automatically a friend). Each data item d has an attribute set A d associated with it. The attribute set consists of a number of attribute=value pairs describing certain properties of the data item, and are used when evaluating user queries. These are logical expressions consisting of a number of attribute=value pairs, connected using the AND, OR and NOT logical operators. A data item matches the query if the attribute=value pairs in its attribute set satisfy the logical condition in the query expression. Each user establishes a cryptographically secure connection between its Turtle node and all the nodes in its friends subset. Since there is no central trust infrastructure, the shared secrets needed to establish these secure connections have to be agreed-upon by out-ofband means (this can be done using common knowledge based on common past experiences - after all owners of friend Turtle nodes are assumed to be friends in the reallife!). Once established, the inter-friends secure communication links are used for exchanging data items and propagating user queries. Users search for new data items by sending queries to the Turtle network. The user starts by introducing a query expression and a query depth through the query interface of its Turtle node. The node then creates a 128 bit query ID, by generating a 64 bit random number and appending it to the most significant 64 bits of the SHA-1 hash of the query expression (treated as an ASCII string). In this way, the probability that two distinct queries will have the same query ID is extremely small. Once it has the query ID, the node constructs a query packet containing the query expression, the query ID, and a hop count, initially set to the query depth. The query packet is then broadcast over the "friendship" links up to the desired query depth. Upon receiving a query packet, a Turtle node first evaluates the query expression against the attribute sets of all the data items in its data subset. If matches are found, the node reports them back to node that has forwarded (possibly originated) the query. Furthermore, the node decrements the hop count in the query packet, and if the count is still positive, the packet is further forwarded to all the node's friends (except the one from which the packet came). We can see that propagating a query in the Turtle network generates a query broadcast tree rooted in the node originating the query, tree that follows the trust relationships among the Turtle users. The query broadcast tree is also used for delivering query answers, which travel hop by hop up the tree until they reach the root. In order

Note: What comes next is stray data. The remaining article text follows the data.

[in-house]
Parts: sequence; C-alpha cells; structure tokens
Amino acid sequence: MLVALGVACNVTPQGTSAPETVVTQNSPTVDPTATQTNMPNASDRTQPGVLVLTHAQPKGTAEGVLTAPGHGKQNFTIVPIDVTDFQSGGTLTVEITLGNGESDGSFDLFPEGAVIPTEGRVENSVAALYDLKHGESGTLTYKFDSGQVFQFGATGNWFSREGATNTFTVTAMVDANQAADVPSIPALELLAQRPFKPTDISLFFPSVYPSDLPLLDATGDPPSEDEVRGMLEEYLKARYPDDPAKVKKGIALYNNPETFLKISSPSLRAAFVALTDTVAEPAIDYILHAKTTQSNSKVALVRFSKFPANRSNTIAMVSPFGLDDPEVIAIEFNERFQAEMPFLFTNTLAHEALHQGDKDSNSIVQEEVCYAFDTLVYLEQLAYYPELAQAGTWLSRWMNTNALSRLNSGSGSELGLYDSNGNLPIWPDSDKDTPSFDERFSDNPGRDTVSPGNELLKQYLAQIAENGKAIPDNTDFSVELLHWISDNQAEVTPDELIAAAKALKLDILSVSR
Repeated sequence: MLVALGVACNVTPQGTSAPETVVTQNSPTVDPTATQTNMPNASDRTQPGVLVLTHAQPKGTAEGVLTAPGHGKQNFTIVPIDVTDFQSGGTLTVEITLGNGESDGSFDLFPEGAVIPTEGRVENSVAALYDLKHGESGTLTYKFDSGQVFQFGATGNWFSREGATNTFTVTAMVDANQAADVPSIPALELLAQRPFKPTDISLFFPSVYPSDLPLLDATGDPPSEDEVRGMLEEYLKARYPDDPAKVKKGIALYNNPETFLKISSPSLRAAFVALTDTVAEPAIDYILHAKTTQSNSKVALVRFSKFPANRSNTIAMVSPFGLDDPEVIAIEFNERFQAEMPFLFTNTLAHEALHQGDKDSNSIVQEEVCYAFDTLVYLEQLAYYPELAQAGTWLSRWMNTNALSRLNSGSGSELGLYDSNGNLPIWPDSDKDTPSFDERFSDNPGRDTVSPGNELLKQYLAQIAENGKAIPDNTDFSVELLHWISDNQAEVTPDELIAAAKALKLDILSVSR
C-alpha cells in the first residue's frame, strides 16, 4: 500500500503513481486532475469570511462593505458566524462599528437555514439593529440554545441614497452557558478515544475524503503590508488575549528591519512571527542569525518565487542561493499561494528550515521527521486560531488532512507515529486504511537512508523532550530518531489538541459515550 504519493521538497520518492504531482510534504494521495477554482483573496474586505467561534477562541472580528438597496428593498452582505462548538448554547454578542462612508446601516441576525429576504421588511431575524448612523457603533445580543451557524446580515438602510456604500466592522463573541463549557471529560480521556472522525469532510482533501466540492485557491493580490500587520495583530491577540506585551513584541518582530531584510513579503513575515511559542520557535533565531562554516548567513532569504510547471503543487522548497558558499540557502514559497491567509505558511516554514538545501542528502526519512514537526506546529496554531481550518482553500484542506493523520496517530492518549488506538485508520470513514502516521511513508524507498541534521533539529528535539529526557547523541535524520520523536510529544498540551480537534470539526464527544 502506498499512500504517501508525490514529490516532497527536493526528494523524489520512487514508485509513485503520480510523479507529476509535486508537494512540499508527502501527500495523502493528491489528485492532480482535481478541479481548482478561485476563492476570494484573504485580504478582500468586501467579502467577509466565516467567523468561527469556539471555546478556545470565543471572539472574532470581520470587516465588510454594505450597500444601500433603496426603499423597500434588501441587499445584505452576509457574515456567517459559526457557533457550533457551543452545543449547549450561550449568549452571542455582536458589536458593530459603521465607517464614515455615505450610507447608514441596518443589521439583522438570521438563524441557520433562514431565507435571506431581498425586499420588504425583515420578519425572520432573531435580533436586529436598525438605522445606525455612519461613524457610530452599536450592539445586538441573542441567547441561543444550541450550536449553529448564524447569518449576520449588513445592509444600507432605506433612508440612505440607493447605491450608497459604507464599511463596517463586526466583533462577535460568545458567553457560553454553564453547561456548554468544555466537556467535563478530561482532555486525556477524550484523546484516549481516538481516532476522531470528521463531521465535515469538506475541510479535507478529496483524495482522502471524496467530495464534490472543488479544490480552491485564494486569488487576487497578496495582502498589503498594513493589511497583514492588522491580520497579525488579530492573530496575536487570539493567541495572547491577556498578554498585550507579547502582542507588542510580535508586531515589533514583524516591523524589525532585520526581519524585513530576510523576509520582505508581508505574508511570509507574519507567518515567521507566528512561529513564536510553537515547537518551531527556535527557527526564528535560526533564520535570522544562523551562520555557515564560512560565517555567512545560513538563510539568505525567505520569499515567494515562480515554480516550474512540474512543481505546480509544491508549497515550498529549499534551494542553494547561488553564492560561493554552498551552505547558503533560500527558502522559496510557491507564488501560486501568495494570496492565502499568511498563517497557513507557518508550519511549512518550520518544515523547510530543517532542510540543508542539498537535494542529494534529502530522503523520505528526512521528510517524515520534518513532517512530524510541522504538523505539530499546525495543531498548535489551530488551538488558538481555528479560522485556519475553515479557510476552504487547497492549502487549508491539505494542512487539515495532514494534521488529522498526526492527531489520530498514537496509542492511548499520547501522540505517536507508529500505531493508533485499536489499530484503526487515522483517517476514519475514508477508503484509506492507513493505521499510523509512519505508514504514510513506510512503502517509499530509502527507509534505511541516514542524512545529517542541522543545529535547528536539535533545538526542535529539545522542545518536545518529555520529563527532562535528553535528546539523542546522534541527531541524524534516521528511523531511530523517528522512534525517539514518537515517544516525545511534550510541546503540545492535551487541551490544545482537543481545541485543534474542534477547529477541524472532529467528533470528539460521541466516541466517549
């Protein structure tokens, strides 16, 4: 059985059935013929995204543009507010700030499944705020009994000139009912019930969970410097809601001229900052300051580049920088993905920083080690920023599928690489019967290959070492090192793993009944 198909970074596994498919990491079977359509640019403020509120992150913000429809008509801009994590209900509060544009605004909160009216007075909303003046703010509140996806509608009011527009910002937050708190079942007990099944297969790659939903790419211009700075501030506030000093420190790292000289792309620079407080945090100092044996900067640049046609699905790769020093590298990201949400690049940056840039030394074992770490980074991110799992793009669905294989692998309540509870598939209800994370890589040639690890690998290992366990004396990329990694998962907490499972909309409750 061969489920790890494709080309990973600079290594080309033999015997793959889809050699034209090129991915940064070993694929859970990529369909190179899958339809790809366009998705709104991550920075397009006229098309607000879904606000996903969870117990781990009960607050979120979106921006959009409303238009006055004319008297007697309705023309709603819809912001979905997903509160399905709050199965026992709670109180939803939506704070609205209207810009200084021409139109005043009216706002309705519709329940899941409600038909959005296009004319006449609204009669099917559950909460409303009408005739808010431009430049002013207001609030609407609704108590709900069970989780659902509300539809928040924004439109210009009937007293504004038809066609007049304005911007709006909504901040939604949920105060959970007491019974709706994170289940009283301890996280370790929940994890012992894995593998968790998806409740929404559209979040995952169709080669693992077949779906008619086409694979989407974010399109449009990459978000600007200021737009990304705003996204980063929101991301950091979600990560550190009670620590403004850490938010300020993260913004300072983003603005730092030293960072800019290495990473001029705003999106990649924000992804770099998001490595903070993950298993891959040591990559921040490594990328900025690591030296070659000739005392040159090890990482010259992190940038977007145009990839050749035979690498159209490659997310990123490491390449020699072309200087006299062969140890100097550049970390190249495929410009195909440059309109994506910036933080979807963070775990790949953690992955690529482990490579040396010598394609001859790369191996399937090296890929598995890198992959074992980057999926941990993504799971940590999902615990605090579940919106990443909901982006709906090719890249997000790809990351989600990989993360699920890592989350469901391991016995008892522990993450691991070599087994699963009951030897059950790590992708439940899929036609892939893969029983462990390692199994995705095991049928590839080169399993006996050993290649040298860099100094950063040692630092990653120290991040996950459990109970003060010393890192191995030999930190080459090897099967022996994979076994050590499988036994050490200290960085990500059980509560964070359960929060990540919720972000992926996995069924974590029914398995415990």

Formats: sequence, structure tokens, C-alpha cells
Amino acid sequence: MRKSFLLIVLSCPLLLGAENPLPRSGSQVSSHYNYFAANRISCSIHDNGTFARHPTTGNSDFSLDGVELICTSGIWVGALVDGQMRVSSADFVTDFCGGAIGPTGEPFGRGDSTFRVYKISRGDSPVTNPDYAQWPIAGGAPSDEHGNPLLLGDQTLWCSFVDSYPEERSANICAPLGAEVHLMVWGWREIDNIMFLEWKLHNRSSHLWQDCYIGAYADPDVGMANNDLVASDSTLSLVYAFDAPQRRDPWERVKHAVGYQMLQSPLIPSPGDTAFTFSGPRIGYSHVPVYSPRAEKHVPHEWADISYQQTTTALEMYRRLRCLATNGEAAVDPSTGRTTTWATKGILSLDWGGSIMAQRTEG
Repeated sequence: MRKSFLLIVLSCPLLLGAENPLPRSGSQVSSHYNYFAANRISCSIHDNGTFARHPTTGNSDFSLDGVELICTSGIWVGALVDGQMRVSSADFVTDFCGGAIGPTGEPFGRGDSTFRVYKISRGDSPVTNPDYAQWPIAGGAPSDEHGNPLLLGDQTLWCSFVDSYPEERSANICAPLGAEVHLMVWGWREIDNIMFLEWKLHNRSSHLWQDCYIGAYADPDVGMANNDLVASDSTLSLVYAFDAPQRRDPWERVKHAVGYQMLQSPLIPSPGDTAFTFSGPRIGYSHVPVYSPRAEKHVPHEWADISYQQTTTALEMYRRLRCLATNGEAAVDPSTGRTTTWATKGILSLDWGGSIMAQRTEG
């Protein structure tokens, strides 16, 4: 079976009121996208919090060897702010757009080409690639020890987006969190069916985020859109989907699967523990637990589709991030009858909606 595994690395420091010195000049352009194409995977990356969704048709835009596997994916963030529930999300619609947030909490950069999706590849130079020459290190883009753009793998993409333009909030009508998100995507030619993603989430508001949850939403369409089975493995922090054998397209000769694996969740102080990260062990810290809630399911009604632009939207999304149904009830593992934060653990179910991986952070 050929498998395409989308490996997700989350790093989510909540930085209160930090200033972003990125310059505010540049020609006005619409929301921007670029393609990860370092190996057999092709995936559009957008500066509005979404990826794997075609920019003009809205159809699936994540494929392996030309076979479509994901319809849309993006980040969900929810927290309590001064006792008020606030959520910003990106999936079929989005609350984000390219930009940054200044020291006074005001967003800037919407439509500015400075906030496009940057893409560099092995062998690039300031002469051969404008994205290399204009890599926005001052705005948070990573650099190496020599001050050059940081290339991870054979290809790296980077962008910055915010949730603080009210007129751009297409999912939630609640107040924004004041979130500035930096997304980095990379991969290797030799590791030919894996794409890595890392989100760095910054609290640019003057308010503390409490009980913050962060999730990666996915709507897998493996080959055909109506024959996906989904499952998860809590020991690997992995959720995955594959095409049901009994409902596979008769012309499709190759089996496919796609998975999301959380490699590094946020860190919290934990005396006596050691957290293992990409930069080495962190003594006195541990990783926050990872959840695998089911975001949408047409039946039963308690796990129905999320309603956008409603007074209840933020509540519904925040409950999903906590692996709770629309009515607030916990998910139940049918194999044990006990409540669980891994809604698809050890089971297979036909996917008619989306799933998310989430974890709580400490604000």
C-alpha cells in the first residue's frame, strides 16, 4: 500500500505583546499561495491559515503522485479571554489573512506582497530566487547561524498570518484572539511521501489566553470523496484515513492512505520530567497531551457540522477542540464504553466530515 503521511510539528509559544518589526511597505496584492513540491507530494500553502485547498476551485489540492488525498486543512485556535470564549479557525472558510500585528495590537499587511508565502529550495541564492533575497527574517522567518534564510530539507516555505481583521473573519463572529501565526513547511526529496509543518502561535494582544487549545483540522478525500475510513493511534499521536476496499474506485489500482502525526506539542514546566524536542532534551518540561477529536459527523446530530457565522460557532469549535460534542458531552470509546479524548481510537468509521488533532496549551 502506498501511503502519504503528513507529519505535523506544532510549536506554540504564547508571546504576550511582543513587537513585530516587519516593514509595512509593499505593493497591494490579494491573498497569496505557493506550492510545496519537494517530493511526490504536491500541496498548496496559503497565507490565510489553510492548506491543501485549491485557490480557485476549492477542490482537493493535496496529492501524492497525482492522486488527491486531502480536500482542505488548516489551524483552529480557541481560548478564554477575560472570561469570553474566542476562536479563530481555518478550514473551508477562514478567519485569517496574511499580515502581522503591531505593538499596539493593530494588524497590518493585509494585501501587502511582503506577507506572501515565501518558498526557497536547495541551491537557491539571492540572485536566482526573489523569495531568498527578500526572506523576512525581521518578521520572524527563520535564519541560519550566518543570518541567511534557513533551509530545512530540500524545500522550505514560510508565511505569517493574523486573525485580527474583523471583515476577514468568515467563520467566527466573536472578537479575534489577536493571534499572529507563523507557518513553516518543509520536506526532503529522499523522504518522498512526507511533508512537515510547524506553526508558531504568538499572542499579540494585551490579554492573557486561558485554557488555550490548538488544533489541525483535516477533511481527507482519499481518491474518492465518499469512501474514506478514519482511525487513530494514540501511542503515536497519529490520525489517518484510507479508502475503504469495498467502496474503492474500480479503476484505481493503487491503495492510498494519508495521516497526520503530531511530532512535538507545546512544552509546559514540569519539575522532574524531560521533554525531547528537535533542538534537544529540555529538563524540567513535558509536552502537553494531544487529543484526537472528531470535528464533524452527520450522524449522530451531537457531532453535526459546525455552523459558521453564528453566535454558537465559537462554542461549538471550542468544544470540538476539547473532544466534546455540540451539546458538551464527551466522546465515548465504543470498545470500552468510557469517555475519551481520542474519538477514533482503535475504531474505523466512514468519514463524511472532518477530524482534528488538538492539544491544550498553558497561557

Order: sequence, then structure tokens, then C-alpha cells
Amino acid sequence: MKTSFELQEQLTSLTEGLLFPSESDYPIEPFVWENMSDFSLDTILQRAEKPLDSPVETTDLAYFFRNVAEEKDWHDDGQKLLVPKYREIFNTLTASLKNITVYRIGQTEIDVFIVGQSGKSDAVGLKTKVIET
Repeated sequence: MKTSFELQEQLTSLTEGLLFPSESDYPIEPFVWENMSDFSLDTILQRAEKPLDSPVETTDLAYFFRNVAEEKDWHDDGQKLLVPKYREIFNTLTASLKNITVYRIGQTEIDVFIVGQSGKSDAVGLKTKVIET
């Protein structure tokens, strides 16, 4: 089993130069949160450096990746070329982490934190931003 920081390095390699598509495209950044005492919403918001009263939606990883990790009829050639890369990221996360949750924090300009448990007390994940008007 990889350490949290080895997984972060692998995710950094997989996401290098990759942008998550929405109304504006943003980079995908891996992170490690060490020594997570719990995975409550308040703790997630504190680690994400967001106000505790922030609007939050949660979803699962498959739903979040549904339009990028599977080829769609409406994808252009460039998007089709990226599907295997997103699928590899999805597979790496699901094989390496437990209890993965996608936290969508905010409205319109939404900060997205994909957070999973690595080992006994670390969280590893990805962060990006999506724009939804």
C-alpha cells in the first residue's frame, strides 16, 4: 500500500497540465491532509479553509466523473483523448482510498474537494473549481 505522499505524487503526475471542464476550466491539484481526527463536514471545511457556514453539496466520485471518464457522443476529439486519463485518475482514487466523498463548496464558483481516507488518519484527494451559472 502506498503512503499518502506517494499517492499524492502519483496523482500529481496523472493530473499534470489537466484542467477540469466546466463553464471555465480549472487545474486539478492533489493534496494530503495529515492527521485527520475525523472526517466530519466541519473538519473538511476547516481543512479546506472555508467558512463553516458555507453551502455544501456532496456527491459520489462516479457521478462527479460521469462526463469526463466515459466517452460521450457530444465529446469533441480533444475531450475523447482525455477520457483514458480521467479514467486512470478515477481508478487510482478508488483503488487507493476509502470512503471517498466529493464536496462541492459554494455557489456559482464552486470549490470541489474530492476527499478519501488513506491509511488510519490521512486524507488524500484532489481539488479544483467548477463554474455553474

to match queries with answers, each node maintains a query table with queries it has forwarded but for which the query answer process has not yet completed. Each query table entry corresponds to a query broadcast tree the node is part of; table entries are indexed by query ID, and store the address of the node's parent in the tree, the time the query has been received, and a result section, storing all the response packets the node has received from its children nodes in the tree. A query response packet consists of the address of the responder, the Final bit, the query ID, a response hop count, and possibly a response payload consisting of number of data attribute sets. The Final bit is used for differentiating between partial and final answers. A node receiving a positive answer (query hit) from one of its children in the query broadcast tree, will immediately report it to the parent. A node indicates it has no more answers to forward by sending his parent a response packet with the Final bit set. This can happen in the following circumstances: · The node receives a query packet with a query ID that matches one already present in the query table (we call this a collision). Since it is very unlikely two different nodes will generate the same query ID, the most likely cause for the collision is a cycle in the friendship graph which has routed the same packet back. · A node receives a query packet with a zero hop count (no more forwarding necessary). The node responds with a final packet which also includes the attribute sets of the local data items matching the query (if there are any). · The node has received final answers from all its children in the tree, and has finished processing them. A response packet with the Final bit set to zero is a partial answer. The following rules apply to partial answers: · A node receiving a query matching some of the elements in its data set creates a partial answer with the response hop set to zero, and a payload consisting of the attribute sets of all data items that match the query. · A node receiving a partial answer from one of its children in the tree changes the responder's address in the packet to its own address, increments